Start LeSean McCoy (vs. Green Bay): Although I pretty much swore off this maddening Kansas City backfield last week, Damien Williams has been a non-factor for three straight games, so it does finally feel like we can somewhat trust LeSean McCoy moving forward. Following McCoy's surprise benching in Week 5 for shoddy pass protection, he's seen over 40% of the snaps and double-digit opportunities in each of the past two weeks, including 14 against Denver in Week 7. No, that isn't amazing usage, but he's clearly ahead of both Damien and Darrel Williams, and with Patrick Mahomes out, we could see the Chiefs skew more towards the run than they typically do. Green Bay's defense is notoriously tough against the pass but is just 31st in Adjusted Defensive Rushing NEP per play.
Sit Joe Mixon (vs. Los Angeles Rams): Joe Mixon technically sneaks into the top-30 running backs in numberFire's projections, but it's hard to be optimistic about a back who's running behind a brutal offensive line and has only gotten 18 carries and 5 targets over the last two games. The hapless Bengals are 13.0-point underdogs to the Rams in London, so the running game figures to take a backseat in yet another negative game script.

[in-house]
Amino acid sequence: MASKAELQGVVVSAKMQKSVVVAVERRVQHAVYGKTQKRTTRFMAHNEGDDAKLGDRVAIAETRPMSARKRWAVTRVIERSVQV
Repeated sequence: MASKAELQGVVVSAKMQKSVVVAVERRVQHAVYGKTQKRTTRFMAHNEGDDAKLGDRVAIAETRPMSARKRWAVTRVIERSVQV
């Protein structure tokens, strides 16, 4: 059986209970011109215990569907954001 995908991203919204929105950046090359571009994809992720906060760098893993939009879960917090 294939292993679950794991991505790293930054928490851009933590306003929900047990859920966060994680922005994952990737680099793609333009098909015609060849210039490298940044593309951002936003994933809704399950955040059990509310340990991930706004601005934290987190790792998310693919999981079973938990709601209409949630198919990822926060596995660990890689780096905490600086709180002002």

Start D.K. Metcalf (at Atlanta): The Falcons are the gift that keeps on giving to opposing passing games, ranking 31st in Adjusted Defensive Passing NEP per play. They've allowed the fifth-most fantasy points to wide receivers, which is backed up by their league-worst ranking in Target Success Rate allowed to the position. Although D.K. Metcalf owns a mediocre 17% target share, he leads the team with a 27% air yards share and saw a season-high nine targets last week with Will Dissly no longer in the picture. Metcalf hasn't had a true spike week yet, but matchups don't get much better than this.
Start Kenny Stills (vs. Oakland): Will Fuller is expected to miss multiple weeks with a hamstring injury, which opens the door for Kenny Stills to take over his field-stretching role. Sure enough, with Fuller going down at the start of last week's game, Stills would go on to play 94% of the snaps while hauling in 4 of 5 targets for 105 yards. Oakland is numberFire's third-worst passing defense -- no surprise after getting eviscerated by Aaron Rodgers -- and Houston has an alluring 29.25 implied total.